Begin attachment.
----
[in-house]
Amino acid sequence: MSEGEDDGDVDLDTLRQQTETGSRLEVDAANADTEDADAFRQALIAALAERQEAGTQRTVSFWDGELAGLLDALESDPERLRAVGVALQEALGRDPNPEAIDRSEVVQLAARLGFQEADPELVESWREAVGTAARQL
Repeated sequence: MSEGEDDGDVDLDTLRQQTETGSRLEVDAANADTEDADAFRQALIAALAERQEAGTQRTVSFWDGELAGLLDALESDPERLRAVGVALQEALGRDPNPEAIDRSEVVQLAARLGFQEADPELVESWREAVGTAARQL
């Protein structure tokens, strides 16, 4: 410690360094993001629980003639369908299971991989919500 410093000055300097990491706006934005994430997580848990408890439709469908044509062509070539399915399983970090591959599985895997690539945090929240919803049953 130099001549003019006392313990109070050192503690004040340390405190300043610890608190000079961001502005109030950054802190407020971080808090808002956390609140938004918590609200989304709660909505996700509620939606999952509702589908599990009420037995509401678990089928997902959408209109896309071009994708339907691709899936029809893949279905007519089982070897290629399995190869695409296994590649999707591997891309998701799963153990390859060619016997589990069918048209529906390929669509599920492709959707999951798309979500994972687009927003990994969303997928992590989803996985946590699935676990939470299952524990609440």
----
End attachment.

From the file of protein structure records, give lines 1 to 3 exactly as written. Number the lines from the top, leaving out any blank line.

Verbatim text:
[in-house]
Amino acid sequence: MSEGEDDGDVDLDTLRQQTETGSRLEVDAANADTEDADAFRQALIAALAERQEAGTQRTVSFWDGELAGLLDALESDPERLRAVGVALQEALGRDPNPEAIDRSEVVQLAARLGFQEADPELVESWREAVGTAARQL
Repeated sequence: MSEGEDDGDVDLDTLRQQTETGSRLEVDAANADTEDADAFRQALIAALAERQEAGTQRTVSFWDGELAGLLDALESDPERLRAVGVALQEALGRDPNPEAIDRSEVVQLAARLGFQEADPELVESWREAVGTAARQL